DT Moviehouse Review: Back To The Future III

Time once more for my blog feature, DT Moviehouse Reviews, in which I make my way alphabetically through my 200+ DVD/Blu-Ray collection (you can see the list right here) and decide if each one was worth the money. Today I take a look at Back To The Future Part III.

(1990) Directed by Robert Zemeckis

Screenplay by Bob Gale

Tagline: They saved the best trip for last…but this time, they may have gone too far!

What it’s about:

Picking up moments after the end of Back To The Future Part II (when lightning struck the DeLorean sending Doc to parts unknown and leaving Marty stranded in 1955), a 70 year old Western Union telegram arrives for Marty from Doc, who has landed safely in 1885 but with an irreparably damaged time circuit. The telegram directs Marty and the 1955 Doc to a mine where the DeLorean has been stashed for 70 years, along with instructions on how to repair it using 1955 technology and get Marty home. But while fixing the time machine, ’55 Doc and Marty learn that 1885 Doc was murdered by Bull “Mad Dog” Tannon (Biff’s ancestor). Eschewing a return to 1985 to save his friend, Marty heads back to the Old West to rescue his friend.

Why I bought it:

As stated in my previous BTTF reviews, the entire Trilogy was a gift from a friend who upgraded to Blu-Ray (again, thanks, Ryan).

But would I have purchased BTTF Part III?

Well, admittedly, only had I purchased Part II.

It finishes out the series very nicely and it’s a western. Westerns are pizza for me. I’ll practically watch and find something to enjoy in just about every western ever made (except Jonah Hex…ew).

This is my favorite of the series after the first one. It’s a wonderful change of pace, putting Doc and Marty into a truly alien past setting, and even better, shifting the focus from Marty to Doc. If it suffers from anything, it’s that you sort of have to have seen Part II in order to fully appreciate everything that’s going on.

Believe it or not, I saw Part III in the theater without having seen Part II. It only took about a minute to acclimate to the plot, but I do realize I missed out on things like the reappearance of Flea’s character Needles towards the end, which retroactively establishes him as being partly responsible for 2015 Marty’s fall and subsequent failure in his nowhere job.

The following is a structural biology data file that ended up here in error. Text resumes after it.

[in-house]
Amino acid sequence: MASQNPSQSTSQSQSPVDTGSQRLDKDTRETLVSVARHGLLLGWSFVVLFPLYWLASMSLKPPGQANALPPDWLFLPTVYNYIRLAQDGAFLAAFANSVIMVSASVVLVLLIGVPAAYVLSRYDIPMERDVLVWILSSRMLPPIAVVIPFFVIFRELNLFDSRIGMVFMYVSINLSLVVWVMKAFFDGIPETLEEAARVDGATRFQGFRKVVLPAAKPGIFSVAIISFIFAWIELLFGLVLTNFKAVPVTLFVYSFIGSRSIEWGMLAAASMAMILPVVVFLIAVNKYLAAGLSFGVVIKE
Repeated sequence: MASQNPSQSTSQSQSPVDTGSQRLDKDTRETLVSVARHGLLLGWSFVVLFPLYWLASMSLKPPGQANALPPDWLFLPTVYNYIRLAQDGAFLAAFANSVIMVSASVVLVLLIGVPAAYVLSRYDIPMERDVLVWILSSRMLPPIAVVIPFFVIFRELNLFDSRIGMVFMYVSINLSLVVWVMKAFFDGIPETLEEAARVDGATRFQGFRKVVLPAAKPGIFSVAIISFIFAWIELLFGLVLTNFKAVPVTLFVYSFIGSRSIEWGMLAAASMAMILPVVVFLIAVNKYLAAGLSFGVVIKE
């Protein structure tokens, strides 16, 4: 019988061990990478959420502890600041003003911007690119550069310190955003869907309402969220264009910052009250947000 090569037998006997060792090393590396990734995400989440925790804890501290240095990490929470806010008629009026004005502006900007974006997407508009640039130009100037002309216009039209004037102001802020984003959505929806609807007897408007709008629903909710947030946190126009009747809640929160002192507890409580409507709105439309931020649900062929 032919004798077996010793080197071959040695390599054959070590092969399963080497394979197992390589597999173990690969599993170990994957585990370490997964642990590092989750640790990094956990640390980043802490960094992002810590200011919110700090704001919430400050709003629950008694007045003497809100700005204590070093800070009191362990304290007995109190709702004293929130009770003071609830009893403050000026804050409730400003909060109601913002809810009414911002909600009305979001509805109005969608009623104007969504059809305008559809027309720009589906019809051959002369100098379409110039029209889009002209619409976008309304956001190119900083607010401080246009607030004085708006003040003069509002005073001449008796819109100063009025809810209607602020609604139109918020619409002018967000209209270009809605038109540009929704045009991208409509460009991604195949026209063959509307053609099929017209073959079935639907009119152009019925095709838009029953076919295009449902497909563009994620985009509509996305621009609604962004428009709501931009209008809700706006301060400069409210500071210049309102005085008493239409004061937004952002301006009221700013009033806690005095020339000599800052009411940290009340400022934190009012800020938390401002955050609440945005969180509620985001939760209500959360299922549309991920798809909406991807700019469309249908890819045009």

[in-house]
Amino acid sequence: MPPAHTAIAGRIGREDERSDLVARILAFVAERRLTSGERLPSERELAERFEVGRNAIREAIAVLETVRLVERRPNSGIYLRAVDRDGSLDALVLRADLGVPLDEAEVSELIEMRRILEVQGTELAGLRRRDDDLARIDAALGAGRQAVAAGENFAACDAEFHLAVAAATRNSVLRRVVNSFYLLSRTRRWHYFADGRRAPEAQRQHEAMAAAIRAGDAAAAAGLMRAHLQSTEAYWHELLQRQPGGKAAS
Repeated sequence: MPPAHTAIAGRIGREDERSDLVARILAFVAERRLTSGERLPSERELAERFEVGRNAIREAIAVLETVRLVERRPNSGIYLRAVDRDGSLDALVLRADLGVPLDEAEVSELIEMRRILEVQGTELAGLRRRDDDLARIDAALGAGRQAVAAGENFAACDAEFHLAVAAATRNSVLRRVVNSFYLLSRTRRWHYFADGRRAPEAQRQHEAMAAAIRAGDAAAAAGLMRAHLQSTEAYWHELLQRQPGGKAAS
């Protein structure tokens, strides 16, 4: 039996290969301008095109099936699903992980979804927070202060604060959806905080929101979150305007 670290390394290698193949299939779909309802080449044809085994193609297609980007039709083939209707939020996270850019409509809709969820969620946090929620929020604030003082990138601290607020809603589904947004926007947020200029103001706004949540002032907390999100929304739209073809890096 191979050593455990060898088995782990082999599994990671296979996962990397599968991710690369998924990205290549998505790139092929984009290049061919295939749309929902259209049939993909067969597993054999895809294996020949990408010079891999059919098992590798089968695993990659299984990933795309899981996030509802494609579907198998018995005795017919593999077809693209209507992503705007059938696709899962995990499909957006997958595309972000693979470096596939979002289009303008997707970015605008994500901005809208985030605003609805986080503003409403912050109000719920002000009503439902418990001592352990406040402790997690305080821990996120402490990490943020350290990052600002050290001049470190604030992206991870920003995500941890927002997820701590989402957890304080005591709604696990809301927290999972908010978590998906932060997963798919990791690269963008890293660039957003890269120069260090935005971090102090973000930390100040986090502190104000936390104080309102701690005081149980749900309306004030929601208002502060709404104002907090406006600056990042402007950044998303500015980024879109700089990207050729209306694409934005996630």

Marty grows up in this one to be sure. His realization that he doesn’t have to be bandied into confrontations (a lesson compounded by the fact that in 1885 a fight is to the death) leads to his altering the course of his own lackluster 2015 future (we presume).

 But as mentioned, most of the character focus is on Doc Brown. He is shown to be making out fine in 1885, an era he expressed a fondness for in 1955. Setting up a blacksmith shop, his barn is loaded with anachronistic inventions, from a ponderous refrigeration machine that makes one ice cube to a telescopic lens for his Winchester rifle. We learn about his love of futurist Jules Verne, a trait that opens up a dialogue with the wonderful Mary Steenburgen’s like minded schoolteacher Clara. Their relationship hearkens nicely back to a similar role she played earlier in her career as a woman in love with a time traveler, HG Wells himself, in Time After Time.

Their romance is the heart and the best element of BTTF Part III.

A table of western faces: Dub Taylor, Harry Carey Jr, and Pat Buttram

The movie is also full of nods to western fans. When confronted by Mad Dog, Marty tells them his name is Clint Eastwood hoping to intimidate them (and later employs the same method Eastwood’s Man With No Name in A Fistful of Dollars to ultimately defeat Mad Dog – as foreshadowed in BTTF Part II). Harry Carey Jr (3 Godfathers, The Searchers, etc), Pat Buttram (Petticoat Junction, The Gene Autry Show), and Dub Taylor (numerous westerns including The Wild Bunch and Gunsmoke) all share a table in Matt Clark (High Spade in The Outlaw Josey Wales)’s saloon, Burton Gilliam (Blazing Saddles) is a Colt pistol salesman, and Bill McKinney (The Outlaw Josey Wales, Bronco Billy) is a train engineer. In another nice touch, Mad Dog Tannon carries a riding quirt, bullying his underlings (and constantly saying ‘dude’)  in a manner reminiscent of Lee Marvin in The Man Who Shot Liberty Valance.

There are great self-referential touches too. Marty and Doc take a daguerreotype photo in front of the brand new clock face that will be set into the HillValley clock tower, to which their fates are inextricably tied. Doc apologizes once again for the crudity of a ridiculously complex scale model crafted to enact their plan for getting the DeLorean up to 88mph. Mad Dog mixes up his metaphors (“I’m gonna shoot you down like a duck.”) the same as Biff. Doc is shown to have created an 1880’s equivalent of the complex Rube Goldberg-like alarm and breakfast cooking machine shown in the opening scene of the first movie.

The unpleasantness of Part II is mostly gone here. BTTF III is a lighthearted, high spirited adventure and the shot of Doc with Clara and his kids Jules and Verne aboard the wonderfully designed steampunk time machine locomotive is a beautiful end to a great little series of movies. You can imagine the Doc and his family having continuing adventures throughout time once the credits roll.

But here’s a thought – if Marty’s maternal ancestor resembles Lorraine….what does that say about the McFly blood line? Eww…

Best bit of dialogue:

Heartbroken over his apparent loss of Clara, Doc retires all night to the saloon and waxes poetic over the wonders the of future to every available ear and a glass of whiskey (which he never even touches). When he tells the boys at the bar about the wonder of automobiles (“Where I come from, we don’t need horses,” a verbal reference to the previous “Where we’re going we don’t need roads.”), one of them asks –